Got Country Grip's attempt to establish a new North American record for consecutive wins brought a large crowd to Remington Park on Saturday night, most hoping to witness history. The majority in attendance were disappointed when the Oklahoma-bred Paint star was beaten for the first time in his brilliant 17-race career.
The $28,250 Mr Lewie Memorial Handicap set the stage for Got Country Grip and his 17th straight victory which would have made him the lone North American racehorse to win that many races in a row. However, after the 400-yard race, a tough and gritty effort by Bust N Moves did in Got Country Grip. The upset was one of the greatest in Remington Park's 20-year history.
Owned by the Cowboys and Indians partnership of Inola, Oklahoma and trained by Dee Keener, Bust N Moves came from behind to catch the early-leading Got Country Grip and then defeat him by a head. Under Adalberto Candanosa, Bust N Moves crossed the finish in :19.995 over the fast track.
The victory was bitter-sweet for Keener who holds the utmost respect for Got Country Grip.
"We came in here the underdog but I knew this horse could run at this distance," Keener noted. "Got Country Grip is one heck of a horse, you can't take anything from him. He is a super horse, an awesome horse. I just hate that we were the ones to beat him. I wish he would have broken the record but that's horseracing."
Got Country Grip's trainer Brandon Parum had no tremendous reason to explain why his star was beaten for the first time in his career.
"I don't have any excuses, I mean he ran his race. He left the gates good and made the lead. Bust N Moves came up there and hooked him. He tried with all he had, he just didn't get there. There was just one better than him today."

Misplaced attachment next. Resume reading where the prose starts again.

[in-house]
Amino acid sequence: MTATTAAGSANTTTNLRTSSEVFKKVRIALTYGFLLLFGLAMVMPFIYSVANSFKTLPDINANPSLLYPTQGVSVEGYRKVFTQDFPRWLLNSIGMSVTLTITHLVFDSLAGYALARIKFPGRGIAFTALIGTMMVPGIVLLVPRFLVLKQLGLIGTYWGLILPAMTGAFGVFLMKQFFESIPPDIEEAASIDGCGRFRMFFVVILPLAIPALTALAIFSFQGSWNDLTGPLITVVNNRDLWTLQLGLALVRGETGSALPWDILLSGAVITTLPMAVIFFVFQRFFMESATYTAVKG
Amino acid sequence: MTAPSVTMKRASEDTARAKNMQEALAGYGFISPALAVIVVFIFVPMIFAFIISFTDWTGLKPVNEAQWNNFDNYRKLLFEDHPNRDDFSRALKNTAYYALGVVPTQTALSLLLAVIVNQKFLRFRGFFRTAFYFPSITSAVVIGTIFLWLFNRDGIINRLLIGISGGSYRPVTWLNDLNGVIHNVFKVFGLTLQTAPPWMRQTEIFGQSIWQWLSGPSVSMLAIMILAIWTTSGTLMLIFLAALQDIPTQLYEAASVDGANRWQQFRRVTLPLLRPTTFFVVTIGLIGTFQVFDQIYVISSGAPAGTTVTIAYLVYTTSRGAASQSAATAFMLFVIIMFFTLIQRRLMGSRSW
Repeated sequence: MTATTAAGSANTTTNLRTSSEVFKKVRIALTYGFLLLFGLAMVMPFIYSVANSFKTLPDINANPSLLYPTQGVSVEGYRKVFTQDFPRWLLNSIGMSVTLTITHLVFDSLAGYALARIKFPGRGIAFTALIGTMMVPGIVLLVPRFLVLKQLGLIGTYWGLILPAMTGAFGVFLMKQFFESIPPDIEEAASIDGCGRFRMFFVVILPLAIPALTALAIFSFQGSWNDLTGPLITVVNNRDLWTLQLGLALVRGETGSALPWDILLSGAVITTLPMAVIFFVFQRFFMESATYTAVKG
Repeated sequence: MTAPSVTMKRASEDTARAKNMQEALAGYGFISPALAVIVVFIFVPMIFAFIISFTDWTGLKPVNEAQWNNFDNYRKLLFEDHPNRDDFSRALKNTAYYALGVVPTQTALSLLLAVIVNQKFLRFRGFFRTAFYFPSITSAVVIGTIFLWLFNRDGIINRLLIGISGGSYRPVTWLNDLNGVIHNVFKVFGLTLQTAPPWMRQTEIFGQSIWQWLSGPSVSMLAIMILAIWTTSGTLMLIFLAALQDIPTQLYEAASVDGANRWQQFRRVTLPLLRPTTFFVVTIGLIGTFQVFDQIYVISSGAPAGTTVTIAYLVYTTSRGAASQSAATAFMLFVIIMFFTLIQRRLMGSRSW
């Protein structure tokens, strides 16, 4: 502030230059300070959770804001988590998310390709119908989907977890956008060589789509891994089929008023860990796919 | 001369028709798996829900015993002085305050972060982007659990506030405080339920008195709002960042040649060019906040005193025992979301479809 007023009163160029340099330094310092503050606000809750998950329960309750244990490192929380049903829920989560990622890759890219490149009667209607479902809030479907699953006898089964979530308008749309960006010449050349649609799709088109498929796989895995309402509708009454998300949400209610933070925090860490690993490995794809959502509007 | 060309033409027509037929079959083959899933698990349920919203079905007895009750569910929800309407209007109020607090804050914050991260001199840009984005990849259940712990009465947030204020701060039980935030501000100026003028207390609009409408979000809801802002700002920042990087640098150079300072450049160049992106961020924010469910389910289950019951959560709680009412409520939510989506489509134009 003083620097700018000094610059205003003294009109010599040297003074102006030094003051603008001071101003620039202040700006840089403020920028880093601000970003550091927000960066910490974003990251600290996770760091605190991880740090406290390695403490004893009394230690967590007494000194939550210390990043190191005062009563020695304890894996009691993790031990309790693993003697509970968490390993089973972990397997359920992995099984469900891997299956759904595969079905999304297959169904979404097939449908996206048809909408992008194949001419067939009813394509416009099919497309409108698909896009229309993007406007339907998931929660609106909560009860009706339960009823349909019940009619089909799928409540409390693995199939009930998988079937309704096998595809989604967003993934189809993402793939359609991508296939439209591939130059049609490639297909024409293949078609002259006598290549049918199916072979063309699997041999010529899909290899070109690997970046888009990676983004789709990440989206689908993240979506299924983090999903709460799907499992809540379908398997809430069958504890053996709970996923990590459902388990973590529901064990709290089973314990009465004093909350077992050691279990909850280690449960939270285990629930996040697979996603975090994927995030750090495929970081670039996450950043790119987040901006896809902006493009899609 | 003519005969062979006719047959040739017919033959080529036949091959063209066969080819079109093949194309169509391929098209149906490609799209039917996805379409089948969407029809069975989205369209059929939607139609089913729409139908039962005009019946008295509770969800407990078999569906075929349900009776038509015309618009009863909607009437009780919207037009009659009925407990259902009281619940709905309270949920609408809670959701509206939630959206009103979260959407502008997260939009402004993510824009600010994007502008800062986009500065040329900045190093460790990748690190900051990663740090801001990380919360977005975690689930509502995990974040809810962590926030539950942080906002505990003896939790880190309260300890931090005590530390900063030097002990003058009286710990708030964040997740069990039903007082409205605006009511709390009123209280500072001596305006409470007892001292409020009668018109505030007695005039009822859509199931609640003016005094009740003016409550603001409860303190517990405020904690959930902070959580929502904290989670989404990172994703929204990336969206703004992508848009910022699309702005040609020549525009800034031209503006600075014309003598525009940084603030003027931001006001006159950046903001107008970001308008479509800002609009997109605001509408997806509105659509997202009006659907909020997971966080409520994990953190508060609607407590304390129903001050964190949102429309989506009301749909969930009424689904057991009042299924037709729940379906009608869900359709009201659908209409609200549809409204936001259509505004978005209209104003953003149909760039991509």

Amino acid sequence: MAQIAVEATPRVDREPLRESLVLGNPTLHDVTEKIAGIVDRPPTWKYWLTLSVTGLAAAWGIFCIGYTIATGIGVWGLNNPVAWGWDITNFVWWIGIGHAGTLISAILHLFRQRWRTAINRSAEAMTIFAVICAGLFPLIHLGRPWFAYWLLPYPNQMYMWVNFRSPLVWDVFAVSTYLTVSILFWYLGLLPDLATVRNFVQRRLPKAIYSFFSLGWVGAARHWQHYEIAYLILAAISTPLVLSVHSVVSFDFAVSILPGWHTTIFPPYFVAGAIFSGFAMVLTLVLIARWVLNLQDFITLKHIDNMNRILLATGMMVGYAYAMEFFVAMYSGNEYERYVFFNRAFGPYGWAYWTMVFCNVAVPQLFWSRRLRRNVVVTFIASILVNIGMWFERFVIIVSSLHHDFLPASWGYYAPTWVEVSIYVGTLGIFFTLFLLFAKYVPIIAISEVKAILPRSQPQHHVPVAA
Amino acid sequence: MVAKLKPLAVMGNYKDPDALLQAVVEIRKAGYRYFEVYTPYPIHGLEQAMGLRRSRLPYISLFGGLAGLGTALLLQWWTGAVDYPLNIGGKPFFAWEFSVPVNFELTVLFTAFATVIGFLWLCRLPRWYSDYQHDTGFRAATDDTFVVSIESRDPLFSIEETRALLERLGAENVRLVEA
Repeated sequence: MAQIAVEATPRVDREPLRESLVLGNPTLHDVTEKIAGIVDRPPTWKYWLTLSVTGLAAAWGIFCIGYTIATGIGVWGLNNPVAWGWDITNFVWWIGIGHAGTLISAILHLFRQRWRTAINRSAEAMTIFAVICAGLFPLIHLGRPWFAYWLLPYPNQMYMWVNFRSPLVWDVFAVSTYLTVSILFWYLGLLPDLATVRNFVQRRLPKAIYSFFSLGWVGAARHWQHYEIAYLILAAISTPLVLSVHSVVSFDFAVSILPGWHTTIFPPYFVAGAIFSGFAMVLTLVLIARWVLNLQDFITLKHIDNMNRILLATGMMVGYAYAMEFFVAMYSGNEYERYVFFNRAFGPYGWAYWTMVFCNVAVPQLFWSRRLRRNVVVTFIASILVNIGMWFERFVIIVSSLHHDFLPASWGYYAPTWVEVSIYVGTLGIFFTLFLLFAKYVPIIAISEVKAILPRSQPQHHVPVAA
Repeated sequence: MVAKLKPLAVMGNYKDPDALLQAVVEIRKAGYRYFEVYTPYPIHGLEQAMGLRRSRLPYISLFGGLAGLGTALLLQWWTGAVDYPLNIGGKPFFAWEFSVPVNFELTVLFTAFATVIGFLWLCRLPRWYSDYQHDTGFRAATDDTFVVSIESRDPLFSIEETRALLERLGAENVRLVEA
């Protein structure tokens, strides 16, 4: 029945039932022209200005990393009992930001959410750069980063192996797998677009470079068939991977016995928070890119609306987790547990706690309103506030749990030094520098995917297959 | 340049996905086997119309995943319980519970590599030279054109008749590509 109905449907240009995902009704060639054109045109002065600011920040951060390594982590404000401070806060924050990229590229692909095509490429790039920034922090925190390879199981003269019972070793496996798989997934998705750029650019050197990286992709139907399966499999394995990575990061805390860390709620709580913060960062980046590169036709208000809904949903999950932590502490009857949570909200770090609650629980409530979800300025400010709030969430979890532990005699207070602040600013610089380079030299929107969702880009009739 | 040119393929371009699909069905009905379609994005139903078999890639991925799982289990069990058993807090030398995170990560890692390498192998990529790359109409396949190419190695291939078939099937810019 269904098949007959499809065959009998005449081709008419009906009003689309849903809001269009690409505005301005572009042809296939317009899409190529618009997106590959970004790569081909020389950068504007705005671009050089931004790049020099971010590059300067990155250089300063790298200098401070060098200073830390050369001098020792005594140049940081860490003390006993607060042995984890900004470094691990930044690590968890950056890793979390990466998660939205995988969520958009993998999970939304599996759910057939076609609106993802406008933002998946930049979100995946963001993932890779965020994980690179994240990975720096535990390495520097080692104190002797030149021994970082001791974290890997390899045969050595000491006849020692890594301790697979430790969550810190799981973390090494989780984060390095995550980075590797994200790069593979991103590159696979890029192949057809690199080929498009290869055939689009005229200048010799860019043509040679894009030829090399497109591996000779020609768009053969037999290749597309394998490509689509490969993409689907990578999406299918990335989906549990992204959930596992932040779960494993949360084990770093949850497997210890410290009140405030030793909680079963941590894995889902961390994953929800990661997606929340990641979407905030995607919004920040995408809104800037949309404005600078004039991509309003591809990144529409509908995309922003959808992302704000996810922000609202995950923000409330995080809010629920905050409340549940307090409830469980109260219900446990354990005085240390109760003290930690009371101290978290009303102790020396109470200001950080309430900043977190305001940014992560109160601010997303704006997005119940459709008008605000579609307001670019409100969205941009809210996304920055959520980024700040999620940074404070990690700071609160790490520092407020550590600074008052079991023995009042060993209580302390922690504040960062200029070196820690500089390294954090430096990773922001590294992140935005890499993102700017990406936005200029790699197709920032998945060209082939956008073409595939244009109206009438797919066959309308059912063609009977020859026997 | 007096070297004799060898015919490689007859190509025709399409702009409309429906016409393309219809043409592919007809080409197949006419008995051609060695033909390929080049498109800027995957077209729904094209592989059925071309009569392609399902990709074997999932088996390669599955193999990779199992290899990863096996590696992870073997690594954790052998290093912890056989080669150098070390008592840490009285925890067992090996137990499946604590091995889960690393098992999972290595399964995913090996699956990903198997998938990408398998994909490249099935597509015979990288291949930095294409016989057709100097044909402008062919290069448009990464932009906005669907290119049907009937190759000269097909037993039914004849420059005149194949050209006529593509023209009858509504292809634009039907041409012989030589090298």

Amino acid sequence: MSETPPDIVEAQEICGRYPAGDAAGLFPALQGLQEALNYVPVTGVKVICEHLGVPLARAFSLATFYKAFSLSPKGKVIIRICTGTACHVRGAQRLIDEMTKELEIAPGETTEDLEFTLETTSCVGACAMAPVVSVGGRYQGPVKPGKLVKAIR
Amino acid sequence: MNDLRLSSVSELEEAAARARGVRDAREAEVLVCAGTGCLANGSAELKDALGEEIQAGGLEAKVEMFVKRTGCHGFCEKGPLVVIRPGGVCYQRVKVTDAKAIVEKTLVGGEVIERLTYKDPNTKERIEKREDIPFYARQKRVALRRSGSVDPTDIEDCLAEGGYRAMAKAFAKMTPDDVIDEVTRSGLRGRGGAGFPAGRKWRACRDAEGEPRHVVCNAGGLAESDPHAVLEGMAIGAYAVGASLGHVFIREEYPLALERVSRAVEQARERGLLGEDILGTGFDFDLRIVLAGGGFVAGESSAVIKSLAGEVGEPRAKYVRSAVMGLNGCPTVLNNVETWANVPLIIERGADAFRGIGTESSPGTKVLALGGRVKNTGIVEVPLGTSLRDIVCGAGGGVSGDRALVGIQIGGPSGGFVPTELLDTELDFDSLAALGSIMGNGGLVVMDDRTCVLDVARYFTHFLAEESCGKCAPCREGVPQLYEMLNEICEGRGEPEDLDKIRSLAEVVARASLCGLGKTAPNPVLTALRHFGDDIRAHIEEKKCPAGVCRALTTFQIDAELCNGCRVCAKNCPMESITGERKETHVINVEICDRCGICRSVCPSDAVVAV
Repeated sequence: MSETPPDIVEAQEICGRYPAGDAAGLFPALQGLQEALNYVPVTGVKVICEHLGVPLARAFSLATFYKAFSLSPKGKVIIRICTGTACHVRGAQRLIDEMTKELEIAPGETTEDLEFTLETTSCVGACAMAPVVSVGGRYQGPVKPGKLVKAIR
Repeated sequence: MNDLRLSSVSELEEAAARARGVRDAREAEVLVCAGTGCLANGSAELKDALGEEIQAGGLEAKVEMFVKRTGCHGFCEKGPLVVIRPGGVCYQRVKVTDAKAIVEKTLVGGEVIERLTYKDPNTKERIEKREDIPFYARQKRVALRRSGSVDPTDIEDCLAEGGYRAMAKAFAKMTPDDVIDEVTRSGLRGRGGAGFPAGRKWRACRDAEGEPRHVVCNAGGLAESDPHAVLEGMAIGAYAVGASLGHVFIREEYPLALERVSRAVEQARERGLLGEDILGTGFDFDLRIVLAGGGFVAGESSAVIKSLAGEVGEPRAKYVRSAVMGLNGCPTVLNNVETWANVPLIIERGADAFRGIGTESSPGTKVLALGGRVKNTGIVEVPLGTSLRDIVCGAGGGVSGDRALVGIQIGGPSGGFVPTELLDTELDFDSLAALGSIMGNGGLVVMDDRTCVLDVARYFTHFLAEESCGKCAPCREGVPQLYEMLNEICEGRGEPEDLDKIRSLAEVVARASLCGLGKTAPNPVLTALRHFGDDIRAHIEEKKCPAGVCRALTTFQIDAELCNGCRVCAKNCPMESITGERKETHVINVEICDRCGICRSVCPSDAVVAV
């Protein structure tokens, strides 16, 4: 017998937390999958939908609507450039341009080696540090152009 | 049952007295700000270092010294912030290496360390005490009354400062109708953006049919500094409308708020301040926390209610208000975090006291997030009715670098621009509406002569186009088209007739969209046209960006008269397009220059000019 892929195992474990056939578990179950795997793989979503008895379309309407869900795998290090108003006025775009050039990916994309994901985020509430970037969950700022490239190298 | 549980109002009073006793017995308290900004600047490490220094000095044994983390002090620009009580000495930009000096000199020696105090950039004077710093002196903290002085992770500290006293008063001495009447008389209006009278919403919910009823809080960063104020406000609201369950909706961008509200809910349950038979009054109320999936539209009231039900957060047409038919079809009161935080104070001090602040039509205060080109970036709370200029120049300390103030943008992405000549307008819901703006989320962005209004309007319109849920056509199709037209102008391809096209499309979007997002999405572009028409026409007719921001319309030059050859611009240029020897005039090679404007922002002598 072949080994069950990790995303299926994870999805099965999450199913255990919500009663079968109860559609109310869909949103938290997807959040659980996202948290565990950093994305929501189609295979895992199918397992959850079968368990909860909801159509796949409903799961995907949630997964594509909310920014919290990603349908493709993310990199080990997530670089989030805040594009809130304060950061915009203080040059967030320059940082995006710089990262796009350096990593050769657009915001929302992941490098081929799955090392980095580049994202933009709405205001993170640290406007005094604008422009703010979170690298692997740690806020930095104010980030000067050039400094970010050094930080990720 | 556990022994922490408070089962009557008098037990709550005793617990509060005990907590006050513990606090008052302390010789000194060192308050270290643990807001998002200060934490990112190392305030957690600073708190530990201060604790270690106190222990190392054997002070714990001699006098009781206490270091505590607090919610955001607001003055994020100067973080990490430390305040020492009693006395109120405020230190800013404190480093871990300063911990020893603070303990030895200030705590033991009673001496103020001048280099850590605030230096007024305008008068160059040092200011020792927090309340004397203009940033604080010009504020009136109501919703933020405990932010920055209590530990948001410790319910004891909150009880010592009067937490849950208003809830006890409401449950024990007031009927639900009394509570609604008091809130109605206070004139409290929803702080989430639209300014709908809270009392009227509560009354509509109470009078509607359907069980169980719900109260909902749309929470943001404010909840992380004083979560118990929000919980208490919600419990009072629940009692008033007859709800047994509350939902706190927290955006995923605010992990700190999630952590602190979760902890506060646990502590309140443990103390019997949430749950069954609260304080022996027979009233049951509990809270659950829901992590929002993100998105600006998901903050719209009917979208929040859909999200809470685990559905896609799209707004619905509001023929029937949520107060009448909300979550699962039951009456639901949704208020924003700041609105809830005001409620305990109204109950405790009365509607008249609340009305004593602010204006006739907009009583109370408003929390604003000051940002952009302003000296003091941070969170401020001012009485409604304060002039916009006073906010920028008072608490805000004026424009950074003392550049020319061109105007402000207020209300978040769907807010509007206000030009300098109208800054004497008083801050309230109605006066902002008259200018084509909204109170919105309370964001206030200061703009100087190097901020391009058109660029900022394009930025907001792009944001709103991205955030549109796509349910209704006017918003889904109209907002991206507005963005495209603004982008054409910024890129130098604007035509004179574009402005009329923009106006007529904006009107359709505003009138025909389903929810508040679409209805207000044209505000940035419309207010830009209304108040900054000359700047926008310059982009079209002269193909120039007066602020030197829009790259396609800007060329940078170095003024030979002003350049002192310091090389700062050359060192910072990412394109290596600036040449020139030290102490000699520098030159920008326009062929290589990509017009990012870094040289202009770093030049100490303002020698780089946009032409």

G.R. Carter, jockey for Got Country Grip echoed Parum's thoughts.
"He got away good and just never put Bust N Moves away. He seemed to get a little tired at the end. He sure flattened out which is unlike him. I give Bust N Moves credit, he flat beat us. It's tough to take but that's horseracing. All good things must come to an end."
Away at 3-1 odds, Bust N Moves paid $8.80 to win and $2.10 to place. Got Country Grip paid $2.10 to place. There was no show wagering as the Mr. Lewie had a four-horse field.
A 4-year-old Oklahoma-bred Paint gelding by Judys Lineage from the Moving Effort mare Meaningfully, Bust N Moves earned $17,500 in placing the first blemish on the record of Got Country Grip. His 10th career win from 18 starts and his third victory at Remington Park helped push his overall bankroll to $160,913.